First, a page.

A Los Angeles Councilman and former University of Southern California dean face conspiracy and bribery charges after allegedly scheming to get the politician’s son into graduate school.
Councilman Mark Ridley-Thomas, 66, and former Social Work Dean Marilyn Louise Flynn, 83, were cited in a 20-count indictment released by the US Attorney for the Central District of California on Wednesday.
The indictment alleges that the politician, who was serving on the LA County Board of Supervisors at the time, exchanged county contracts in exchange for getting a relative admission into USC’s graduate school.
The relative was named as Ridley-Thomas’ son Sebastian, 34, by the LA Times.
Sebastian Ridley-Thomas was a Member of the California State Assembly from the 54th district from 2013 until 2017, when he resigned citing ill health. He was facing sexual harassments allegations, where he allegedly kissed a woman and repeatedly contacted her. He denied any wrongdoing.
An outside investigation found that Sebastian ‘more likely than no’ did harass the woman and another staffer.
California’s Release of Sexual Harassment Records stated: ‘[Sebastian] made a sexual advance on a staff member he asked to dinner and tried to kiss. Repeatedly winked at another staff member and held her hand in a way that made her uncomfortable.’
Authorities say the Mark Ridley-Thomas and Flynn traded ‘supporting county contracts and lucrative contract amendments with the university’ between 2017 and 2018 in exchange for Sebastian receiving benefits and a teaching job at the university.
In exchange for the contracts, Sebastian would receive ‘graduate school admission, a full-tuition scholarship, a paid professorship, and a mechanism to funnel Ridley-Thomas campaign funds through the university to a non-profit’, the indictment claims.
Sebastian was later fired from his position at USC in September 2018 after questions were raised about his appointment and a $100,000 donation his father made to the school, the Times reports.
Los Angeles Councilman Mark Ridley-Thomas, 66, (left) and former University of Southern California Social Work Dean Marilyn Louise Flynn, 83, were cited in a 20-count indictment for conspiracy and bribery in an agreement to get his son Sebastian (right) into the school’s graduate program
The school’s Social Work Department was facing a ‘multimillion-dollar budget deficit’ that allegedly threatened ‘Flynn’s position and reputation.’ (Pictured: Flynn)
Mark Ridley-Thomas ‘allegedly wanted to help secure paid employment for his relative to minimize any public fallout’ after his resignation, according to prosecutors.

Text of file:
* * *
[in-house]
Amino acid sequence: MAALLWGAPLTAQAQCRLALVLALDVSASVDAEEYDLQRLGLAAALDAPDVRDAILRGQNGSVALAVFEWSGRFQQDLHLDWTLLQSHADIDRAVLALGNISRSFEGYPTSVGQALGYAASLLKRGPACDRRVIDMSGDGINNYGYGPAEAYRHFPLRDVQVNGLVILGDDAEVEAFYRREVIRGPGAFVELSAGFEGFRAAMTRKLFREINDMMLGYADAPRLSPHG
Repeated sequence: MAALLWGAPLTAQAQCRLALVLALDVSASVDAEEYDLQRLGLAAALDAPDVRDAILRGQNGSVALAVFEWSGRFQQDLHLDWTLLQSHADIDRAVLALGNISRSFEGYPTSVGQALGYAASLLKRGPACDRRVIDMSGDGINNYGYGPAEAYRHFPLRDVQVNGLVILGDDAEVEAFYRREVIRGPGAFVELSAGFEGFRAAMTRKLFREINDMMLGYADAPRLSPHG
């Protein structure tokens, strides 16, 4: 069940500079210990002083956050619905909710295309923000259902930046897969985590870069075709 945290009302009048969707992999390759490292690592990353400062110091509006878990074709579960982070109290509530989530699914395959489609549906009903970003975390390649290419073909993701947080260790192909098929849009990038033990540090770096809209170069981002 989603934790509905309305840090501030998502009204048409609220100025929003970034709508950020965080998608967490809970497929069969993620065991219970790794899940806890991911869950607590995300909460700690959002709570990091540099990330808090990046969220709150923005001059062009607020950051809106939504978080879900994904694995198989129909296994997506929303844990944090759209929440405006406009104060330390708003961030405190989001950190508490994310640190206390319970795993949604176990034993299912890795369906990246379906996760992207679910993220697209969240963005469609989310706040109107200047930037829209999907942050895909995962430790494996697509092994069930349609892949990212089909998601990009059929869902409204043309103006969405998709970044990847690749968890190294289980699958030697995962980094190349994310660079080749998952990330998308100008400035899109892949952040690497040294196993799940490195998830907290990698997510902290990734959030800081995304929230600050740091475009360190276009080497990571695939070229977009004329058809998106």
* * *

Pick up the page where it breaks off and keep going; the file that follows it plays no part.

The School of Social Work was allegedly facing a ‘multimillion-dollar budget deficit’ which threaten ‘Flynn’s position and reputation.’
The indictment stated the university’s Social Work Department received ‘contracts to provide services to the Department of Children and Family Services (DCFS) and Probation Department,’ and to the ‘Department of Mental Health (DMH) that would bring the school millions of dollars in new revenue.’
The indictment also states that the ‘seasoned lawmaker’ abused the public’s trust by ‘taking official actions to benefit his family member and himself.’
It alleges that the defendants took actions ‘to disguise, conceal, and cover up the bribes, kickbacks, and other benefits’ that Ridley-Thomas and his son were receiving.
The pair now face charges for conspiracy, bribery, and mail and wire fraud and could face decades in prison
‘The corrupt activities alleged in the indictment were facilitated by a major university’s high-ranking administrator whose desire for funding apparently trumped notions of integrity and fair play,’ acting U.S. Attorney Tracy L. Wilkison said in a statement.
Ridley-Thomas and Flynn will face an arraignment hearing in the coming weeks in a US District Court.
They both face one count of conspiracy, one count of bribery, two counts of ‘honest services’ mail fraud and 15 counts of ‘honest services’ wire fraud.
They can face up to five years for conspiracy, 10 years for bribery, and each fraud charge could carry up to 20 years each in prison.
‘This investigation should send a message to public officials that government contracts are not for sale,’ Kristi K. Johnson, the FBI’s LA Field Office’s assistant direction told KTLA 5.